The extent of the disruption from the pandemic, affecting people’s lives has been vast. Your leadership and HR teams must be prepared to support your employees by addressing burnout issues head on. Additionally, workplaces should continue to consider the mental health implications of staff members, particularly when staff are working remotely.
Why is employee burnout so harmful?
We all know what it feels like to have moments of stress, or to feel tired after a busy day, however, burnout is more serious than this, and can cause long-term harm that really affects an employee’s attitude to work and overall morale. Burnout is characterised by being in a state of emotional, physical and mental exhaustion. The key culprits that cause this are excessive pressure and prolonged stress.
It is important to understand that employee burnout isn’t a personal issue, as it can filter through to other parts of your business, affecting them too. The more under pressure employees are, the more likely they are to become demotivated, have poor performance or make mistakes.
In fact, this can invade the overall productivity of your business, whether quality of customer service takes a hit or low productivity results in a smaller profit margin. So, it’s in your best interests to address it in the right way in order to protect the health of your staff, and the reputation and success of your business..
What can you do to reduce excessive stress and burnout?
Despite the threats of employee burnout seeming intimidating and alarming, there are so many steps you can take to help prevent it happening, even during this time of widespread remote working.
Encourage regular exercise
We know that, often, this is easier said than done. But regular exercise doesn’t have to mean encouraging your employees to take on a 10-mile run every week. Even a 10-minute brisk walk can have such a positive impact on mood and motivation, by getting you out into the fresh air with a change of scenery and moving your body that usually spends most of the day sat in a chair.
Remind your employees that there are also many options for exercising that can be done in a small indoor space such as yoga or a HIIT workout. What’s key is finding the best option that suits them and fitting it comfortably into their routine.
A quick desk break every hour
Humans simply are not made to sit for long periods of time, and short yet regular five-minute escapes from the desk chair is a great tip to suggest to your employees. The UK Chief Medical Officers’ Physical Activity Guidelines report recommends breaking up long periods of sitting time with a couple of minutes of activity. Whether this entails a walk to the kitchen for a cup of tea or taking a call whilst standing up, it can do wonders for refocusing the mind and keeping the body moving regularly.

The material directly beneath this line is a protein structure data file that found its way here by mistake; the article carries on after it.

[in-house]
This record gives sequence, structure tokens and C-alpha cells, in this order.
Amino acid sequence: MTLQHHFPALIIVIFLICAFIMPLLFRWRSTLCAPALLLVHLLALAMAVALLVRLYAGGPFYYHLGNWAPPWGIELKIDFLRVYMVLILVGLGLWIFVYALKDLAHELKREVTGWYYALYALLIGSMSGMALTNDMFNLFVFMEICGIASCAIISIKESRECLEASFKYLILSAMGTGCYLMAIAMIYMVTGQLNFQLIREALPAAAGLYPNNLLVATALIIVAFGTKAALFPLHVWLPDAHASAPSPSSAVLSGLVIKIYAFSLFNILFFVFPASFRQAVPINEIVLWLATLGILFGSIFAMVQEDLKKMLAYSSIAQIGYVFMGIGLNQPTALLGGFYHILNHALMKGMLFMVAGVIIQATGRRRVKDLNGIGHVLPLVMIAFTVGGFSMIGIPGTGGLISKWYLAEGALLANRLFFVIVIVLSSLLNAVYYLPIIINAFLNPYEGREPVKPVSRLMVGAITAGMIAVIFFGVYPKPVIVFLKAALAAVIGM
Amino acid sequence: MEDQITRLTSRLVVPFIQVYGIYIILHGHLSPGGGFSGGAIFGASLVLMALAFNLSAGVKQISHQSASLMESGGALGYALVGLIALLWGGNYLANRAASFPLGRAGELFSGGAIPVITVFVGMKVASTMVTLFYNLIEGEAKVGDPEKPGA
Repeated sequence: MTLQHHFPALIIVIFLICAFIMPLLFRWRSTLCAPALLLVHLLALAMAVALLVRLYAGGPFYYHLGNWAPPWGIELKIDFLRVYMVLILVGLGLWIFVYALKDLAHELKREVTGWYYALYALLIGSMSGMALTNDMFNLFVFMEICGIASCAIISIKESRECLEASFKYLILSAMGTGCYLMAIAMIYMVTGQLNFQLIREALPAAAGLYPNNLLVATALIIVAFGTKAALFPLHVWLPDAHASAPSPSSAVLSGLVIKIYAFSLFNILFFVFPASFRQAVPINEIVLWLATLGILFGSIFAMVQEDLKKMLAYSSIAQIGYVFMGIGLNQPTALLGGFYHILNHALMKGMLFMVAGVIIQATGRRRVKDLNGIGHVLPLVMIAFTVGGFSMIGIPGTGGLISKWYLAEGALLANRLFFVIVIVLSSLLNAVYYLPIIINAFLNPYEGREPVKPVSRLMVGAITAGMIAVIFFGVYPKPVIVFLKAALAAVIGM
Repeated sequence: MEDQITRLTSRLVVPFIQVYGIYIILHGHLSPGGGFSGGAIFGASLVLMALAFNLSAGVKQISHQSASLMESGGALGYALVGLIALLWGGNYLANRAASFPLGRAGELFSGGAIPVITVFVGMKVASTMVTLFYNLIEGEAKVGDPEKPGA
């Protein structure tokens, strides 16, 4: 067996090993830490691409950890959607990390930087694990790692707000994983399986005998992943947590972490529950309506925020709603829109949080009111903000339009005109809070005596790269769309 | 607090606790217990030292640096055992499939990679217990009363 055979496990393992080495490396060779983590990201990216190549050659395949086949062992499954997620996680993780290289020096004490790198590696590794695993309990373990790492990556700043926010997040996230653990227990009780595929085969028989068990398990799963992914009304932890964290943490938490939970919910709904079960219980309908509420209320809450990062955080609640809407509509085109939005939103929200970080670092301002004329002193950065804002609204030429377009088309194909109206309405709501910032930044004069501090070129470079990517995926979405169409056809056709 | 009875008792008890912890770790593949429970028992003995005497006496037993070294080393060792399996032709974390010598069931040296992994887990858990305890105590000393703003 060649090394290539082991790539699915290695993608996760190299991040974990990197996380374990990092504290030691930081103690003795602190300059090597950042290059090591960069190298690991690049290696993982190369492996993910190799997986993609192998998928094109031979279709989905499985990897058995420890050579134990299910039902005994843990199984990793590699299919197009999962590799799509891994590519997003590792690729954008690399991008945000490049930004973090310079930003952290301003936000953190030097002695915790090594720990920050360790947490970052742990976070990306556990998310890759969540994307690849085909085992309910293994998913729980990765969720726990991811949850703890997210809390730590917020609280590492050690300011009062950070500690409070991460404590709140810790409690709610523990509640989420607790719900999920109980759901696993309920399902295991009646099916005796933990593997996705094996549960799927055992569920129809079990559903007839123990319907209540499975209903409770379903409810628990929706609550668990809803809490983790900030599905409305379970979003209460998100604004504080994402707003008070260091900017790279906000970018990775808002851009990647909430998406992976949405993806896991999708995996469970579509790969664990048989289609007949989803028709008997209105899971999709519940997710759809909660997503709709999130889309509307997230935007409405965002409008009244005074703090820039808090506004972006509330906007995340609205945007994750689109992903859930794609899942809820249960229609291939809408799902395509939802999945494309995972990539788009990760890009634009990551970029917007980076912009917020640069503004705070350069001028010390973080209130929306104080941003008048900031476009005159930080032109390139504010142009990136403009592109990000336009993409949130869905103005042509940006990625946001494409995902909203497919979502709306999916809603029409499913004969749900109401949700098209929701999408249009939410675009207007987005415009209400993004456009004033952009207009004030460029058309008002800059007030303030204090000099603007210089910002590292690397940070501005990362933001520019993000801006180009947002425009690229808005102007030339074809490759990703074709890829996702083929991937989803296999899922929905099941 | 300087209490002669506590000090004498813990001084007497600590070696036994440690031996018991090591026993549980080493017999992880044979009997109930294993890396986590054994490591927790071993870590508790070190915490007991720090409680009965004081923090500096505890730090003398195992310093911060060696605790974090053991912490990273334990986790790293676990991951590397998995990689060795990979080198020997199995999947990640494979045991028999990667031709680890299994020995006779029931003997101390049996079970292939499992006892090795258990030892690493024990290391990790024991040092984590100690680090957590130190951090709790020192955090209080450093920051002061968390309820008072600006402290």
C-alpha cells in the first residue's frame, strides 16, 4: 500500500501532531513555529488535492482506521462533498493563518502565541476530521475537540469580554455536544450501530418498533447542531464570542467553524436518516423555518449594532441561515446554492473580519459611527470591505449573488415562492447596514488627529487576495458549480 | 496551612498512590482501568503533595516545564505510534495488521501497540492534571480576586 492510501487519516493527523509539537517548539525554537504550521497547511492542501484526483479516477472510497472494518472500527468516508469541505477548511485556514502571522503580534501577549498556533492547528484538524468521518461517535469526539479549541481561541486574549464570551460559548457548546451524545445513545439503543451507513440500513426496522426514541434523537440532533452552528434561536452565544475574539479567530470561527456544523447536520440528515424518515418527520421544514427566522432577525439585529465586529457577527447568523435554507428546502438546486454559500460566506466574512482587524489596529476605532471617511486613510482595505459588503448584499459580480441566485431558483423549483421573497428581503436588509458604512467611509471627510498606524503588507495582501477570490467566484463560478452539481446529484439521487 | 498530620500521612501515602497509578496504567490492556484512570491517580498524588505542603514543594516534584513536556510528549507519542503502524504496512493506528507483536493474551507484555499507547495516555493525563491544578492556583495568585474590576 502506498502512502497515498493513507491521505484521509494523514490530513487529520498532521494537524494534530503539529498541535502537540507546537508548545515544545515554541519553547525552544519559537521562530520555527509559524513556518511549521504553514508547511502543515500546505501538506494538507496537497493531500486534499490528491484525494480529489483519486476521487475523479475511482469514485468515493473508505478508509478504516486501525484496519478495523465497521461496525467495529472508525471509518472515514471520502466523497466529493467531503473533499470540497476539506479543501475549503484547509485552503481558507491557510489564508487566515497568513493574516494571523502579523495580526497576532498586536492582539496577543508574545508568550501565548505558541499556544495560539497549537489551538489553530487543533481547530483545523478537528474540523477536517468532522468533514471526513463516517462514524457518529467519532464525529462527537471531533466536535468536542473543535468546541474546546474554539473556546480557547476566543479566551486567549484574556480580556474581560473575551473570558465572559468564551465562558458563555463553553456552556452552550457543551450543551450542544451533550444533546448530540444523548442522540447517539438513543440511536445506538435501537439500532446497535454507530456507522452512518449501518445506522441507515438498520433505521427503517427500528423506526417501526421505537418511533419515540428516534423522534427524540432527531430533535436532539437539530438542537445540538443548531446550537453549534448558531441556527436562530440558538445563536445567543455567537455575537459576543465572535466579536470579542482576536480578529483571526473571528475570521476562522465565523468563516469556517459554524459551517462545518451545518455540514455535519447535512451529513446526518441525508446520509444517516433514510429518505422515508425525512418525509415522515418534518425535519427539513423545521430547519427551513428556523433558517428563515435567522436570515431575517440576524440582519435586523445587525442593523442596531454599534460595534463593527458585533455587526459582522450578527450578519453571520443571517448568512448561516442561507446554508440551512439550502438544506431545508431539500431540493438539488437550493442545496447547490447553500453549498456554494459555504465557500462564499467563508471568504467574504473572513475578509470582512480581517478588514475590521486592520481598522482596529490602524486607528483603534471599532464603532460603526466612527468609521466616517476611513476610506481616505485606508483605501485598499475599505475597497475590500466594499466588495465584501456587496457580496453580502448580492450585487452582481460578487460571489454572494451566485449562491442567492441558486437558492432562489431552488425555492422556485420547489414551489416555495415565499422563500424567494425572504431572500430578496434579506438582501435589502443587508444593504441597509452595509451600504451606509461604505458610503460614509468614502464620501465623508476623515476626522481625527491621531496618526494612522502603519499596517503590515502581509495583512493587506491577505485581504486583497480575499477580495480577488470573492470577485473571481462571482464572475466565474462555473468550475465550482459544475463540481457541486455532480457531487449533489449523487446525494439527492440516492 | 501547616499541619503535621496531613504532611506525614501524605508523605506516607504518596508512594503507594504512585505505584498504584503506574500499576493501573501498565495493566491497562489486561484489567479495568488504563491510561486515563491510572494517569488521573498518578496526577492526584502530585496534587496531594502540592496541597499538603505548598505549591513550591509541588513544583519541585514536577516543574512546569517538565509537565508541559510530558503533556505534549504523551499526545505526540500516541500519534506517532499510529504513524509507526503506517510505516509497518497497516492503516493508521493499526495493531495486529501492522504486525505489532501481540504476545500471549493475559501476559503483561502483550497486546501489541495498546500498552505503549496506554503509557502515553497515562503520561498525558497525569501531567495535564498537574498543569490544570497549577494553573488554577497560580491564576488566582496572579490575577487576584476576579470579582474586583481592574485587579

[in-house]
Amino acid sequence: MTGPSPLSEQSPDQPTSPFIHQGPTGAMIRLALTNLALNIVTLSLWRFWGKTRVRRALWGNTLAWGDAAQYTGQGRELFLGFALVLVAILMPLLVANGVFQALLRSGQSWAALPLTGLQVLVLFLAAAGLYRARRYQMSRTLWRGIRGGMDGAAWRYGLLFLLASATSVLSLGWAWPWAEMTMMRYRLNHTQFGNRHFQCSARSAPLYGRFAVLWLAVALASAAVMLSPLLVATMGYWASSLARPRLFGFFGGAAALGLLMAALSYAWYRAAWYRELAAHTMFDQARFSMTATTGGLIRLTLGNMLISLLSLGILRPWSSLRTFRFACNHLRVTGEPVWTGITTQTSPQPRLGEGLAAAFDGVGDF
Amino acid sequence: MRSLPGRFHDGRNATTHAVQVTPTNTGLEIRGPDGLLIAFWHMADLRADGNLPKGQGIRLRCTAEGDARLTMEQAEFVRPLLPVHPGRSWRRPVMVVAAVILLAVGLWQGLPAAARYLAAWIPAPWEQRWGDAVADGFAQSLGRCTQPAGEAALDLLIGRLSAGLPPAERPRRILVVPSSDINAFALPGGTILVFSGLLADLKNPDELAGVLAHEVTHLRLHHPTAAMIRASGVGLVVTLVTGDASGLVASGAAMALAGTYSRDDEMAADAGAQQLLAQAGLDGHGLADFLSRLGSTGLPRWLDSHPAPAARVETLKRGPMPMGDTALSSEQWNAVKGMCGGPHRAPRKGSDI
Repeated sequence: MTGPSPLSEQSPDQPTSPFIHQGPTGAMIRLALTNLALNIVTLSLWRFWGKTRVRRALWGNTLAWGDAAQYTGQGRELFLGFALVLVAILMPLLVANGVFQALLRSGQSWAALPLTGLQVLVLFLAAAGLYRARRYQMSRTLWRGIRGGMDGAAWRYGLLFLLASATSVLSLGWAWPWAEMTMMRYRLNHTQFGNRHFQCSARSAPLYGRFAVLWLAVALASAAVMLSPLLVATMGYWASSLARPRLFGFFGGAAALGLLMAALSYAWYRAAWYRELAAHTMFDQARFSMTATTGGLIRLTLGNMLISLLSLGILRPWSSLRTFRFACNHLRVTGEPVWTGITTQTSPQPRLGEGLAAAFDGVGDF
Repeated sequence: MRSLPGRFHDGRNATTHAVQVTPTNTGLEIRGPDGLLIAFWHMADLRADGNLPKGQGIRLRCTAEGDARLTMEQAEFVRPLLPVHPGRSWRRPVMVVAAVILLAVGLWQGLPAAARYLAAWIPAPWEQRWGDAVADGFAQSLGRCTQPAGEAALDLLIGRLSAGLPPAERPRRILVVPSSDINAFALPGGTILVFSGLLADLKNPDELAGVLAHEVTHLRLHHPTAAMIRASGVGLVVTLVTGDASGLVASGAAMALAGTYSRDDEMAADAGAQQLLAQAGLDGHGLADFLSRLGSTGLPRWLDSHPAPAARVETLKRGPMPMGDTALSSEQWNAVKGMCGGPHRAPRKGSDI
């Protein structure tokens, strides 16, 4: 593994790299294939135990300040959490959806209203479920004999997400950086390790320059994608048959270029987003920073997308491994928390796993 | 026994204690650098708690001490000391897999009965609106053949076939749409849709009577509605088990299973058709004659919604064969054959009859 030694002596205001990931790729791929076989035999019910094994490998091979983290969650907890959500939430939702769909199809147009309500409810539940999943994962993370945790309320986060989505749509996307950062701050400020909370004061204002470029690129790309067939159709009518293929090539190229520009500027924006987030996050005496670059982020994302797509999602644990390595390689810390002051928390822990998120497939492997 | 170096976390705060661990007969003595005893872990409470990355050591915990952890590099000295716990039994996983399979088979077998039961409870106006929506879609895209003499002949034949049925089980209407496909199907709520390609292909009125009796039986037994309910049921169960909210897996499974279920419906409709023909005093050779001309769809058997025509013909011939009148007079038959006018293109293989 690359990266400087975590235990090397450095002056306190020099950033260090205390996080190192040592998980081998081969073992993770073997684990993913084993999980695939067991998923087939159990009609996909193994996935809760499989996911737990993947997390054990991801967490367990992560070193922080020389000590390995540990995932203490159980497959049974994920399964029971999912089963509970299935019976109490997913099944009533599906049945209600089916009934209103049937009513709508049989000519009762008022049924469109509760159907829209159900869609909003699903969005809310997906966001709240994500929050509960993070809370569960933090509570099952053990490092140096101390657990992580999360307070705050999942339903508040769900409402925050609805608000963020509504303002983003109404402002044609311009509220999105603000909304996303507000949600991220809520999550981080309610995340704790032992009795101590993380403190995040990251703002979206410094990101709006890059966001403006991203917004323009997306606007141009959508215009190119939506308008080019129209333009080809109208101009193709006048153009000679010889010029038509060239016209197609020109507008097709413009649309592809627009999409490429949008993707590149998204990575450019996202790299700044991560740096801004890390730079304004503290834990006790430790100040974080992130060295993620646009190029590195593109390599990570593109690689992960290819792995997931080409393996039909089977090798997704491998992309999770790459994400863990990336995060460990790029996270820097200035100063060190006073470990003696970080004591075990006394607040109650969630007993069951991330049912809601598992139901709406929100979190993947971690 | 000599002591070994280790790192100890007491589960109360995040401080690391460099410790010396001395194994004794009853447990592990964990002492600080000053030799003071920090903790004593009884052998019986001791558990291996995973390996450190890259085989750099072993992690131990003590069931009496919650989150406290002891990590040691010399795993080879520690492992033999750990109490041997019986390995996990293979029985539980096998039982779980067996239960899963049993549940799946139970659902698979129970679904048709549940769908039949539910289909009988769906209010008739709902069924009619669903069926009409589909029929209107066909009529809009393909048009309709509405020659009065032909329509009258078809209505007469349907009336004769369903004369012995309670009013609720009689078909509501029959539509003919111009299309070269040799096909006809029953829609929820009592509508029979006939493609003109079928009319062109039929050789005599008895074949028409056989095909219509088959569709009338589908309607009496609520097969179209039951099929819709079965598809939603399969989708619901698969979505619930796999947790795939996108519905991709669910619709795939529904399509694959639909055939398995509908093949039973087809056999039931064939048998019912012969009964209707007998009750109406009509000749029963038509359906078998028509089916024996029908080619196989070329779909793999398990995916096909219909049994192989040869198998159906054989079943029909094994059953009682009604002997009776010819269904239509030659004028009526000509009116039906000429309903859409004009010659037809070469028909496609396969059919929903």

This is especially important for remote working because the absence of a work and home separation and those casual chats with colleagues, can lead to employees forgetting to take the microbreaks that are so important for overall workplace mental health
Encourage quitting unhealthy habits
Poor diet and excessive drinking both have a major impact on a person’s stress levels, as does smoking. In fact, a recent study found that quitting smoking made immediate positive improvements to mental health, especially after the first four weeks. Letting your employees know that you encourage and support them in removing these habits can help minimise symptoms of burnout before they become more severe.
Make sure people talk to their line manager
Communication is such a huge contributor for preventing those initial feelings of pressure, anxiety or demotivation from becoming mental health problems like burnout. By ensuring lines of communication are open and regular, particularly when employees are working remotely, it is more likely that you can become aware of potential problems sooner, and therefore do something about them before they become overwhelming and harder to manage.
Foster a supportive workplace community
Fostering a workplace culture where people don’t feel guilty for occasionally taking the day off sick – even if they’ve not got a physical illness – will help alleviate longer-term stress and maintain morale.
As well as this, encourage your employees to use all of their holiday allowance each year, even if they’re not going away anywhere. This helps everyone involved in your business sustain a healthy work-life balance that will ultimately keep it running as smoothly and effectively as possible overall.
Make an effort to prevent burnout
It is completely natural for anyone to feel bogged down by everything that is going on at the moment, however, your acts of support can go a long way for preventing burnout and maintaining an upbeat and motivated workforce.
The post Employee Burnout: How to prevent it during remote working appeared first on Recruitment Insight.
The extent of the disruption from the pandemic, affecting people’s lives has been vast. Your leadership and HR teams must be prepared to support your employees by addressing burnout issues head on. Additionally, workplaces should continue to consider the mental health implications of staff members, particularly when staff are working remotely. Why is employee burnout so
The post Employee Burnout: How to prevent it during remote working appeared first on Recruitment Insight.Recruitment Insight